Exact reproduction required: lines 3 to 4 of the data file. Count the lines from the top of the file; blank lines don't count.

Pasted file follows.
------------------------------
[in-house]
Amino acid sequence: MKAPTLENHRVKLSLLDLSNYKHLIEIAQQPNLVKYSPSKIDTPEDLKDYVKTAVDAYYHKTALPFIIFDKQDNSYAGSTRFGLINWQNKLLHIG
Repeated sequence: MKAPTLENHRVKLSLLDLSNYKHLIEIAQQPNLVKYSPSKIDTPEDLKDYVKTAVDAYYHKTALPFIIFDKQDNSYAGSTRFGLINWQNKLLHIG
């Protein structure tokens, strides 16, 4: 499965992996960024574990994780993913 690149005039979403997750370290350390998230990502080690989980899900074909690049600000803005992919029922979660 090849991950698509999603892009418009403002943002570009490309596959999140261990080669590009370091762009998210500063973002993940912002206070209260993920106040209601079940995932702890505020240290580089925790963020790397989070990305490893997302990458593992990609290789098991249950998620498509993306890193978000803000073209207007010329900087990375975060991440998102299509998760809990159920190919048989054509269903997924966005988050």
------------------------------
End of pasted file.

Repeated sequence: MKAPTLENHRVKLSLLDLSNYKHLIEIAQQPNLVKYSPSKIDTPEDLKDYVKTAVDAYYHKTALPFIIFDKQDNSYAGSTRFGLINWQNKLLHIG
């Protein structure tokens, strides 16, 4: 499965992996960024574990994780993913 690149005039979403997750370290350390998230990502080690989980899900074909690049600000803005992919029922979660 090849991950698509999603892009418009403002943002570009490309596959999140261990080669590009370091762009998210500063973002993940912002206070209260993920106040209601079940995932702890505020240290580089925790963020790397989070990305490893997302990458593992990609290789098991249950998620498509993306890193978000803000073209207007010329900087990375975060991440998102299509998760809990159920190919048989054509269903997924966005988050």